What have you enjoyed most about being an engineer?
I feel extremely fortunate to have worked with so many great people. I have had the privilege of working with people from around the world. I have visited every Steelworks in the UK and almost all of them across Europe and Scandinavia. Whilst travelling, I found a real sense of comradeship; in those days the steel industry was like a brotherhood that welcomed me regardless of who I was visiting or where I had travelled.
This is the memory of working life that has stayed with me and shows just how important the people that you meet along the way are. The people I have met have been invaluable and irreplaceable with many of them influencing my career.
What has been your favourite event throughout your time as a volunteer?
I went to an awards event held at the Cutlers’ Hall (Sheffield) in the 1990’s celebrating young engineers. Helen Sharman, the first UK astronaut, was a guest speaker at the event. She was a very inspiring woman and her words will stay with me forever. She thanked all of us, saying: “Without the skills and hard work of engineers, I couldn’t have done what I’ve done.” This was a great moment for me; Helen’s recognition of our profession highlighted just how important engineers are.
What made you commit to volunteering for so long?
I started volunteering in 1979 when the Institution of Technician Engineers in Mechanical Engineering (ITEME) was created. I helped build the Yorkshire network by joining the committee as secretary. I soon started carrying out Professional Interviews, which is a role that I have remained committed to throughout my volunteering career. After becoming an incorporate engineer in the 1980’s I went on to mentor graduate trainees at British Steel. I really enjoyed being an industry mentor and helping develop the next generation of engineers.
The opportunities and connections which volunteering has allowed me to forge, even after retirement, are invaluable. It allows me to maintain contact with industry and keeps me active. Volunteering is an opportunity to give back to a profession that has supported me so much throughout my life.
What has been your highlight from your career?
After I retired, I set myself up in consultancy. From the comfort of my own home, I produced mechanical designs for a major development by China Steel in Malaysia. The enormity of the project really hit home due to the many countries involved. It took 18 months and involved people from China, Malaysia, Poland, Mexico and various parts of the UK. This really highlighted just how important it is to network with people surrounding you. Achieving a global project without leaving Yorkshire could not have been achieved without the wonders of modern technology (the internet and CAD) and proves that you’re never too old to learn and the engineering community really is a home for life.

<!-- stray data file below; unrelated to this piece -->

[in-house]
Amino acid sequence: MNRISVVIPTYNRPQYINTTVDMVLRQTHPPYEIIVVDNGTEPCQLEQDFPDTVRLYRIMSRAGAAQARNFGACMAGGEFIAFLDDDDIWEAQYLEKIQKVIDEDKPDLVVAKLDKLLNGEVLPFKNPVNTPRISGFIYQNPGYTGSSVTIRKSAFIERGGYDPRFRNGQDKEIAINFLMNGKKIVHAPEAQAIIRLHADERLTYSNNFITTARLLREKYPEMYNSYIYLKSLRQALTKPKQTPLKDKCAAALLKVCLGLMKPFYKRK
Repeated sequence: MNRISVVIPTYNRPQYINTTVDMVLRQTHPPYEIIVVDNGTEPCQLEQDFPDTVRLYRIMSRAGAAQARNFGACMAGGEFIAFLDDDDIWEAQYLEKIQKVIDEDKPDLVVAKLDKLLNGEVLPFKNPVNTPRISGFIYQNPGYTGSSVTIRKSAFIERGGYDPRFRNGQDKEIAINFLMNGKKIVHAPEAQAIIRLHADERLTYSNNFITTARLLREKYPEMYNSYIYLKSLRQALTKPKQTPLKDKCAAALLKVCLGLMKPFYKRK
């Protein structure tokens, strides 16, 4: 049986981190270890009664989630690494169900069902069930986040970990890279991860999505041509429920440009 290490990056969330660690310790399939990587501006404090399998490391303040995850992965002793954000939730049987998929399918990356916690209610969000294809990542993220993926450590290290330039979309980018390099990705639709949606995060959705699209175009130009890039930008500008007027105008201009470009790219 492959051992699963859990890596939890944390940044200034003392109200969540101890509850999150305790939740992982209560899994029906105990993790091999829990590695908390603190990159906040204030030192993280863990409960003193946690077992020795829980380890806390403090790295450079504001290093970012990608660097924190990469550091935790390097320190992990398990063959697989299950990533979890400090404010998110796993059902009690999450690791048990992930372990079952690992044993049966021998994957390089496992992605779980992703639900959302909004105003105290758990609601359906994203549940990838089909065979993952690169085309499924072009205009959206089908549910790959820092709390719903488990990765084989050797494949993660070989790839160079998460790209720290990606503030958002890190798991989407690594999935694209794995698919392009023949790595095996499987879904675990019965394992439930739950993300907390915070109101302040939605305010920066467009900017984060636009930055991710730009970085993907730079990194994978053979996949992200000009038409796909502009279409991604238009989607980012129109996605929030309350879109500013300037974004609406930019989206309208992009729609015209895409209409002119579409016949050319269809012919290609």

Another highlight for me on a personal level was the term I spent on the IET Awards and Prizes Committee. During this time, we introduced the Local Network Achievement Award. In 2012, I had the honour of presenting the inaugural South Yorkshire award to a very deserving recipient on his 90th birthday. He was a former World War 2 Bomber Command pilot who was recognised for his outstanding skills, dedication and sacrifice. It was a wonderful moment that bought a tear to his and my eye – I’ll never forget it.
Why join the IET?
Throughout my career, I have experienced the many changes of the institution. I joined in 1979 when the ITEME was created. I am lucky enough to have worked with a variety of engineers throughout my career in various job roles. This taught me the importance of being multidisciplinary. When the IET first formed, this is how they positioned themselves. It appealed to me that the IET were aiming to be a home for life for everyone.
I was encouraged to join an institution from a young age. Being a part of the IET has offered me access to a network of people, events and resources that are not readily available elsewhere. The IET has the finances and influence to make a difference; through their volunteering committees, not just in the UK, but around the world.
The IET brings people together to share their stories and experiences, helping others grow.
What advice would you give to young people starting out in the industry?
As someone who took a traditional apprentice route into engineering, I faced difficulties becoming a chartered engineer as I only held a Higher National Certificate in Mechanical Engineering. Finding the right institution is an important part of gaining practical experience and knowledge from people who have a whole host of backgrounds. Building a network of fellow industry professionals that can help you develop is essential in the early years - being a professional engineer is much more than just having a degree.
Why is volunteering important for institutions like the IET?
I would love to see more people getting involved with volunteering. The knowledge you have, regardless of how long you’ve been in industry, is invaluable in inspiring the next generation. Apprenticeships and practical experience are essential for industry moving forward and we should be championing STEM learning at an earlier age in schools. A better-defined connection between universities, industry and professional institutions, is essential to ensure that there is an adequate supply of engineers equipped to meet the challenges of the future. The engineering and technological world is ever-evolving. You are never too old to learn new skills and teach those around you.